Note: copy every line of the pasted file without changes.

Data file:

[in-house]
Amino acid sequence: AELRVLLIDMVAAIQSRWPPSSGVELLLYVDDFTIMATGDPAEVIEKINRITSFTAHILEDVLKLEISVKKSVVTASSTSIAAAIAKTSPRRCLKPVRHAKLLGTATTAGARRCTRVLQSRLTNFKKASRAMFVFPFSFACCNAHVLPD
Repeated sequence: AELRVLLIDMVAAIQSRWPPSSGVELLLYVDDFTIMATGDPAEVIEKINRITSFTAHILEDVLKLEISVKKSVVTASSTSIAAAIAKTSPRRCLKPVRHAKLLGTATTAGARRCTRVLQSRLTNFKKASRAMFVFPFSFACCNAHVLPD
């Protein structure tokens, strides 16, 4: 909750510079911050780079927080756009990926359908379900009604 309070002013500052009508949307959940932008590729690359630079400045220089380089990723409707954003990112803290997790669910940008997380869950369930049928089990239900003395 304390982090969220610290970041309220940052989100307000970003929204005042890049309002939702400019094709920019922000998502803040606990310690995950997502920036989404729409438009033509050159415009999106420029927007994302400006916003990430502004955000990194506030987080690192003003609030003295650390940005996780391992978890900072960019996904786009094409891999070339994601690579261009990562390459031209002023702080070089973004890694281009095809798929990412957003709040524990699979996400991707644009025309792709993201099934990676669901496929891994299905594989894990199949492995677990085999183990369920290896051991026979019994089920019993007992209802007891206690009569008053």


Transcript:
[in-house]
Amino acid sequence: AELRVLLIDMVAAIQSRWPPSSGVELLLYVDDFTIMATGDPAEVIEKINRITSFTAHILEDVLKLEISVKKSVVTASSTSIAAAIAKTSPRRCLKPVRHAKLLGTATTAGARRCTRVLQSRLTNFKKASRAMFVFPFSFACCNAHVLPD
Repeated sequence: AELRVLLIDMVAAIQSRWPPSSGVELLLYVDDFTIMATGDPAEVIEKINRITSFTAHILEDVLKLEISVKKSVVTASSTSIAAAIAKTSPRRCLKPVRHAKLLGTATTAGARRCTRVLQSRLTNFKKASRAMFVFPFSFACCNAHVLPD
């Protein structure tokens, strides 16, 4: 909750510079911050780079927080756009990926359908379900009604 309070002013500052009508949307959940932008590729690359630079400045220089380089990723409707954003990112803290997790669910940008997380869950369930049928089990239900003395 304390982090969220610290970041309220940052989100307000970003929204005042890049309002939702400019094709920019922000998502803040606990310690995950997502920036989404729409438009033509050159415009999106420029927007994302400006916003990430502004955000990194506030987080690192003003609030003295650390940005996780391992978890900072960019996904786009094409891999070339994601690579261009990562390459031209002023702080070089973004890694281009095809798929990412957003709040524990699979996400991707644009025309792709993201099934990676669901496929891994299905594989894990199949492995677990085999183990369920290896051991026979019994089920019993007992209802007891206690009569008053």